Journey of the Damned
The Paper Men By William Golding Farrar, Straus, Giroux; 191 pp.; $13.95
ABOUT HALFWAY THROUGH The Paper Men, Nobel laureate William Golding's latest novel, the protagonist, the footloose novelist Wilfred Barclay, experiences a sort of revelation. Standing in a church, in front of a statue of Christ, Barclay realizes.
in one destroying instant that all my adult life I had believed in God and this knowledge was a vision of God. Fright entered the very marrow of my bones. Surrounded, swamped, confused, all but destroyed, adrift in the universal intolerance, mouth open, screaming bepissed and beshitten, I knew my maker and fell down.
Though doctors tell him he suffered a stroke, Barclay knows differently: "I saw I was one of the, or perhaps the only, predestined damned."
A thought from Oscar Wilde best explains this scene, which lies at the heart of Golding's novel. Wilde remarked that "while I see there is nothing wrong in what one does, I see that there is something wrong in what one becomes." Golding has used this idea to give an old genre a new lift. Where disillusionment and the loss of ideals gave force to the nineteenth century novel of education, the resurfacing of suppressed, forgotten, or missunderstood ideals gives Golding's novel its kick. Barclay, realizing that his beliefs have been Christian and his acts have not, understands that his life is past human repair. Barclay himself cannot do anything about the person he has become.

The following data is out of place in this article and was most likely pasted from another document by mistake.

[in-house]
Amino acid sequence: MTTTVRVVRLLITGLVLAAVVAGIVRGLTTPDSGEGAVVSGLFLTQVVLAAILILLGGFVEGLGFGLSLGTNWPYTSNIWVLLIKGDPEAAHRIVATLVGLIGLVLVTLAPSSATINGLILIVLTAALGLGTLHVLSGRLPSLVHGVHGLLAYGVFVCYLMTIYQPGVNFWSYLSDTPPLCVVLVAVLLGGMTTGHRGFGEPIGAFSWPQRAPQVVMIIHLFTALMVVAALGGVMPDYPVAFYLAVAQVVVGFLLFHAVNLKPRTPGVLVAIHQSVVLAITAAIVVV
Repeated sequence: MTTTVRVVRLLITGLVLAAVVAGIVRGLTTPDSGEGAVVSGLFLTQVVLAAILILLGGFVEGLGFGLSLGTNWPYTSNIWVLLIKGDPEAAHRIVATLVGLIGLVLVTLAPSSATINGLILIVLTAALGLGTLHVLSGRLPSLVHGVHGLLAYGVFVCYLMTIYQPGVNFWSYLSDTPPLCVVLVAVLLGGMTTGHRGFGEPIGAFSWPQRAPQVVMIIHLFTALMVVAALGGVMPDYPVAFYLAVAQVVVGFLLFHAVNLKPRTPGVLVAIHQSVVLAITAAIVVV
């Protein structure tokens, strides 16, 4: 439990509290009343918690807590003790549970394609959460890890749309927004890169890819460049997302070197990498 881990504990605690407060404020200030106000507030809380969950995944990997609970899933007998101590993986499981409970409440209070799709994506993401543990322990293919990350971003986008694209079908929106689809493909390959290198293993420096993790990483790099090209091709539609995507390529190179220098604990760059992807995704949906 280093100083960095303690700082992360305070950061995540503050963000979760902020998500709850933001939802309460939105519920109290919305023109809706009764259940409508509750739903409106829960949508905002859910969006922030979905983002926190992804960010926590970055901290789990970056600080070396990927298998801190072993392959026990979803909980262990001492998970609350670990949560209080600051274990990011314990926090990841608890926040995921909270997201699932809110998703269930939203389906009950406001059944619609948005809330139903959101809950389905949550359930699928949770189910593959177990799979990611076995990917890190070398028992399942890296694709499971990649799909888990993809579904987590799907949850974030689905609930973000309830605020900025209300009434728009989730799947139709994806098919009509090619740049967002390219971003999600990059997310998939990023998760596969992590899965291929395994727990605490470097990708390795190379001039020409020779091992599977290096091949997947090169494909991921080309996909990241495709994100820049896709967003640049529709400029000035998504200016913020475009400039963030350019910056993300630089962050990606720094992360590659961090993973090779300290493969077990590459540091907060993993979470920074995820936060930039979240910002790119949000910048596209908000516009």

This revelation interrupts and transforms Barclay's struggle. An eminent though declining novelist, Barclay has been beseiged by a young American academic, Rick Tucker, who badly wants to be the foremost expert on Barclay. As the novel begins, Barclay discovers Tucker rooting through the dustbin looking for torn-up papers. The incident proves disastrous: after Tucker discovers a letter from an old lover of Barclay's, the novelist's wife leaves him. The scene also gives Golding the chance to satirize culture-vultures. When Barclay expresses his anger, Tucker, "out of the depths of his reverent absurdity," says "'I understand, Wilf. It's the Burden.'"